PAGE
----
Companies that sell over-the-counter antibacterial soaps will have a year to clean up their acts—namely, to remove those products from shelves and stop marketing them, or take certain ingredients out of their products that the FDA now says are essentially ineffective, NBC News reports. Products containing 19 active ingredients—including triclosan (typically used in liquid soaps) and triclocarban (added to bar soaps)—can't be marketed after Sept. 6, 2017, according to the new ruling, as they haven't been proven by manufacturers to be any better than regular soap and water at keeping illnesses and infections at bay. "In fact, some data suggests that antibacterial ingredients may do more harm than good over the long-term," Janet Woodcock, director of the FDA's Center for Drug Evaluation and Research, says, per an FDA release.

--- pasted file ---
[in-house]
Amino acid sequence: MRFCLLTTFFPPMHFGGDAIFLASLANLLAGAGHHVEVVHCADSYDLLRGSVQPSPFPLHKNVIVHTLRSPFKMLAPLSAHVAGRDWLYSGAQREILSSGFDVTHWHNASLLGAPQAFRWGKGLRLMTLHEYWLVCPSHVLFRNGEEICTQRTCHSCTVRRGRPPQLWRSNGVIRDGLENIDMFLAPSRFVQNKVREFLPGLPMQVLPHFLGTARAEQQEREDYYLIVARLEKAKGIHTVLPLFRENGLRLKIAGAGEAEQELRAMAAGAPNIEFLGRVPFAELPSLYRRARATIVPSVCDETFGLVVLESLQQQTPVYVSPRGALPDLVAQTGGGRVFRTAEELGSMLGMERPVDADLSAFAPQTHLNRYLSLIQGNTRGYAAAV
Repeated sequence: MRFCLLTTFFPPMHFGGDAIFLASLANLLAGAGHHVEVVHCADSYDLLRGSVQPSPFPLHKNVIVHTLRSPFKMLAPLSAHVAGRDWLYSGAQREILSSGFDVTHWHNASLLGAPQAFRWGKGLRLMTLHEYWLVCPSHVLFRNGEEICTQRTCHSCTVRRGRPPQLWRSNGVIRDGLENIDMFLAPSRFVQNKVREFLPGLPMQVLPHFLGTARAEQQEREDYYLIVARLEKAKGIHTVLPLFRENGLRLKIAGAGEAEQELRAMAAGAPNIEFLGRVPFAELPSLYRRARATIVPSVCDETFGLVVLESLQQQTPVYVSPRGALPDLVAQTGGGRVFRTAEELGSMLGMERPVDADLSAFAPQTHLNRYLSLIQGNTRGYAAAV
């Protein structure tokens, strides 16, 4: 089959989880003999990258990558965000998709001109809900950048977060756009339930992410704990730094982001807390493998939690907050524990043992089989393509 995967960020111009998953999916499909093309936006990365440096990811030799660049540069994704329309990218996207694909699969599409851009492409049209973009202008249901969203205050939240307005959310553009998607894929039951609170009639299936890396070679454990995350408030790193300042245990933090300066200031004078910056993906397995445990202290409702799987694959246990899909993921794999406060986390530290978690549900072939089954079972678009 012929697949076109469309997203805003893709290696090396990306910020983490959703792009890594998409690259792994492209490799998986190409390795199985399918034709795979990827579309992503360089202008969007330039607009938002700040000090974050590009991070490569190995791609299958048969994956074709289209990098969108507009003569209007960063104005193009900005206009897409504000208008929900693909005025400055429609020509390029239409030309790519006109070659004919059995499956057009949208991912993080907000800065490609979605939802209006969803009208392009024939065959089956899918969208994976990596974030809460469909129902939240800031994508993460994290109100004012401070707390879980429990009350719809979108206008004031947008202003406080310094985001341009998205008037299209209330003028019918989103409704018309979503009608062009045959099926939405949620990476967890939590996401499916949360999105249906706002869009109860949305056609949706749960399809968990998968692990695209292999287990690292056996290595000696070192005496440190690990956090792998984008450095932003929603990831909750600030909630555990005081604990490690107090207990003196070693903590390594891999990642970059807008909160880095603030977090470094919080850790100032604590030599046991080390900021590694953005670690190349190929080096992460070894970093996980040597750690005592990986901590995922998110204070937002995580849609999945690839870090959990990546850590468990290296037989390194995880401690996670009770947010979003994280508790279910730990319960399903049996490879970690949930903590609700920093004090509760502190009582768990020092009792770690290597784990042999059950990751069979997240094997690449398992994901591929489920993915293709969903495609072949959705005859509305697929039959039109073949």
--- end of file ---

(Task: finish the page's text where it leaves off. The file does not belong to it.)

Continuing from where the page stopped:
The affected ingredients are all designed to be used with water and then rinsed off—meaning hand sanitizers and wipes are still good to go for now, as are products used in health care settings. The FDA had been looking into antibacterials hard-core since at least December 2013, when it announced that consumer groups and scientific studies had raised major red flags about the ingredients' effectiveness and safety, with some being linked to hormonal issues and bacterial resistance. But concerns about triclosan have dated back to the late '70s, and even the CDC says soap doesn't need an antibacterial boost, NBC notes. Three of the ingredients—benzalkonium chloride, benzethonium chloride, and chloroxylenol (PCMX)—get an extra year's buffer beyond the 2017 deadline "to allow for the development and submission of new safety and effectiveness data for these ingredients," the release states. (You were probably using antibacterial soaps all wrong anyway.)